Brachydactyly type A2

How is brachydactyly type A2 diagnosed?

Brachydactyly type A2 is typically diagnosed by physical examination. A clinician may look at the hands and feet and determine that they seem to match what is commonly seen in brachydactyly type A2. X-ray may be used to get a better view of the bones in the fingers and toes. Genetic testing is typically not completed to confirm the diagnosis unless one is participating in a clinical trial.

Last updated on 05-01-20

How is brachydactyly type A2 inherited?

Brachydactyly type A2 is a genetic condition, meaning that it is caused by a change (mutation) in a person’s genes. Specifically, brachydactyly type A2 is caused by a mutation in one of two genes: BMPR1B _or GDF5. Mutations in areas of the genetic code that control a gene called BMP2_ can also cause brachydactyly type A2.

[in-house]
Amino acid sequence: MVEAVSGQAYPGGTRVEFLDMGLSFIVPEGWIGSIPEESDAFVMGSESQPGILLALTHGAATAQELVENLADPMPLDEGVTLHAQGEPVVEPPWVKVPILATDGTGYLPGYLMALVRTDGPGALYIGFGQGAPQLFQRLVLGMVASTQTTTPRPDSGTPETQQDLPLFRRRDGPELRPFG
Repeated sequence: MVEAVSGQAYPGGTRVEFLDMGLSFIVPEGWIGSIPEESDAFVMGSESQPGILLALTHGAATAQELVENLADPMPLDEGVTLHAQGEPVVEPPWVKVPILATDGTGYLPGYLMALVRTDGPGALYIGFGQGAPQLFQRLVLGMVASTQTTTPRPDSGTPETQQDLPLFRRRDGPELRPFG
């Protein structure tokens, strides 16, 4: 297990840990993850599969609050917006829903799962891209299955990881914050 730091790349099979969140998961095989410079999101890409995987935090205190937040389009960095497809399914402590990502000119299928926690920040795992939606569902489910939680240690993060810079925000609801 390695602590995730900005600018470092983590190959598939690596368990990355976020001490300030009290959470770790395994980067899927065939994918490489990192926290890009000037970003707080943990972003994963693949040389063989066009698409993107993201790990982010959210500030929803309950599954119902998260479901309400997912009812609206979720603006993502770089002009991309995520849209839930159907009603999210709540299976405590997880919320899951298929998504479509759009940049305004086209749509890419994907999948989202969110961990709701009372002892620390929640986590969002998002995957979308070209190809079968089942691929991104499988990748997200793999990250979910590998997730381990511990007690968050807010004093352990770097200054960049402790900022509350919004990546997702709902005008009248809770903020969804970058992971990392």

In families with multiple cases of brachydactyly type A2, it seems that the condition is inherited in an autosomal dominant manner. This means that every child of a person affected by the condition has a 50% chance of having the condition themselves.

Last updated on 05-01-20

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The RareGuru disease database is regularly updated using data generously provided by GARD, the United States Genetic and Rare Disease Information Center.

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